Squirrel Picnic

Handmade with Love and Stuff


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Year of the Sock: September

patons-kroy-toe-up-socksPattern: Patons Toe Up Socks

Check out the step-by-step tutorial (pattern is also available here): Crochet Socks Beginner Tutorial from The Crochet Crowd

Ravelry Listing: Toe Up Socks (crochet) by Patons

Yarn: Patons Kroy Socks Jacquards in Meadow Jacquard

Skill Level: Easy

Size: Pattern includes instructions for foot lengths of 6, 7.5, 9.5, 10.5, and 11.5 inches

Special Pattern Features

Worked in joined rounds
Afterthought heel
Stitch for foot: single crochet
Stitch for leg: single crochet
Cuff: Alternating half-double crochet and front post double crochet

Last month several people in our Year of the Sock Facebook group asked for a recommendation for a good first-time crochet sock pattern. I have been on the lookout for such a pattern all year, and after scouring the internet for one to recommend to the Facebook group, I think I have finally settled on one that will do nicely. I say this with a bit of reservation: for the most part, this a great beginner sock pattern, but there are also a few things that annoyed me. What bothers me though might not bother you, so take my review with a grain of salt.

patons-kroy-toe-up-socks-joined-roundsThe first thing that really peaked my interest is that this pattern comes with an hour-long step-by-step tutorial by the designer, Mikey of the Crochet Crowd. This tutorial really is step-by-step; this kind of detail is exactly what every beginner craves. I wish I had known about this pattern and tutorial when I was starting out. Anyone who is interested in trying their hand at sock crochet could start with this video and gain a very good grasp of sock construction and terminology, and most importantly be able to crochet their very first sock. Continue reading

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Year of the Sock: August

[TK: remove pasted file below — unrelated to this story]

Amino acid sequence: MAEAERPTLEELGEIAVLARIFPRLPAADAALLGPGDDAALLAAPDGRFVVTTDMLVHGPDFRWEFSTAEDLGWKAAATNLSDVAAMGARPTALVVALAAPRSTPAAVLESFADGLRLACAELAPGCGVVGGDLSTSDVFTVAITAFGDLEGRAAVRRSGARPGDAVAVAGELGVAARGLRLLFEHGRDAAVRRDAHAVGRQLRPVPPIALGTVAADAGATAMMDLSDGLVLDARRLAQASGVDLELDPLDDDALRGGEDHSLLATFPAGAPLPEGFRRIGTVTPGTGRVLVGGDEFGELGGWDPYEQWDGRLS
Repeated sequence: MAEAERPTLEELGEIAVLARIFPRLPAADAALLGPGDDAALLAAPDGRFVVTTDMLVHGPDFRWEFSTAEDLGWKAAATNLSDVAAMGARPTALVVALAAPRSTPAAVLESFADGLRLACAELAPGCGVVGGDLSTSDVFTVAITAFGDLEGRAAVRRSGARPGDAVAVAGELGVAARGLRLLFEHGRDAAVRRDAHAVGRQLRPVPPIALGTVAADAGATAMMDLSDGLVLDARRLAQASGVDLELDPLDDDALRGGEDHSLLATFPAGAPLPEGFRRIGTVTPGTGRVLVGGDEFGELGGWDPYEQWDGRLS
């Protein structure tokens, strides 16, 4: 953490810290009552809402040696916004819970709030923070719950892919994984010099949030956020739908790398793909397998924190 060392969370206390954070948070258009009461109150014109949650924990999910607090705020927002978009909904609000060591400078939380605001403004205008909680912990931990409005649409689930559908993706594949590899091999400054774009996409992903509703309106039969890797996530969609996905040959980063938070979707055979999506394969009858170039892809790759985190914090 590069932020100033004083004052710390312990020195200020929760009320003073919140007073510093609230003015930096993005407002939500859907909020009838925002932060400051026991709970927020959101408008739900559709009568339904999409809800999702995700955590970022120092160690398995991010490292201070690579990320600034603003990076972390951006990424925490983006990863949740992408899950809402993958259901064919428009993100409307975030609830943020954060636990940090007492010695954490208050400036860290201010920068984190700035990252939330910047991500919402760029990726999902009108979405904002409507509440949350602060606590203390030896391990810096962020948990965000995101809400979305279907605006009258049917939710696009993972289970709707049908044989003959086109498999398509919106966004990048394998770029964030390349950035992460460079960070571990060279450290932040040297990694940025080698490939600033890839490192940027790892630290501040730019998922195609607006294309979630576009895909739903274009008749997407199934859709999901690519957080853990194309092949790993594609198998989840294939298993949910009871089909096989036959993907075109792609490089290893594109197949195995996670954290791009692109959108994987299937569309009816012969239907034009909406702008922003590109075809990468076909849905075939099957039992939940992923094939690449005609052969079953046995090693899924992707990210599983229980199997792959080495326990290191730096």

Year of the Sock AugustPattern: Side to Side Socks by Rohn Strong

Where to Find It: Annie’s #871510, New Methods for Crochet Socks

Ravelry Listing: Side to Side by Rohn Strong

Yarn: Aspen Sock Yarn in Boden from Western Sky Knits 

Skill Level: Easy

Size: Pattern includes instructions for foot lengths of 9, 10, and 11 inches

Special Pattern Features

Worked flat
Afterthought toe and heel
Stitch for foot: half-double crochet
Stitch for leg: half-double crochet

For the month of August I wanted to try something a little different, so I chose a sock pattern that is actually worked flat. It was surprisingly easy to do! Here’s how a sock is constructed using this method.

First you crochet the body as a long rectangular piece of fabric. This will be the top of the foot and the front of the leg. Next, you crochet the bottom of the foot by only crocheting into 1/3 of the body stitches, leaving the rest unworked. After this, you attach your yarn in one of those unworked stitches and crochet the same number of rows as the foot to create the leg. When you fold this so that the edges meet and sew it up, you get a tube with a hole for the heel. Pretty cool!

Then all you have to do is crochet around each opening to create the toe and the heel. The really neat thing about this pattern is that you use the same instructions for crocheting the heel and the toe.

My only concern with this construction is that the ankle is quite tight. Even in the pattern’s main photo the stitches at the ankle seem to be stretched. The heel could be a bit wider I suppose. It’s also important to note that unlike toe-up socks, with socks worked flat like this, you can’t make any adjustments as you go. Therefore it is highly recommended to make a gauge swatch before beginning these socks.

All in all, this was a fun pattern and I recommend it for anyone who would like to try something new.

Check out previous months in this incredible year of the sock:

January

February

March

April

May

June

July


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Year of the Sock: July

Year of the Sock July CrochetPattern: Crochet Heart & Sole Socks (AKA Step-by-Step Socks) by Amy O’Neill Houck

Ravelry Listing: Step-by Step Socks by Amy O’Neill Houck

Yarn: Patons Kroy Socks in Aqua Jacquard (Deborah Norville Serenity Sock Weight in Soft White was used for the toe and heel)

Skill Level: Intermediate

Size: The pattern is written for a 9″ foot length but you are advised to try the sock on as you go (if possible) to adjust.

Special Pattern Features

Toe-up method
Afterthought heel
Stitch for foot: linked double crochet on the bottom, V-stitch on the top
Stitch for leg: V-stitch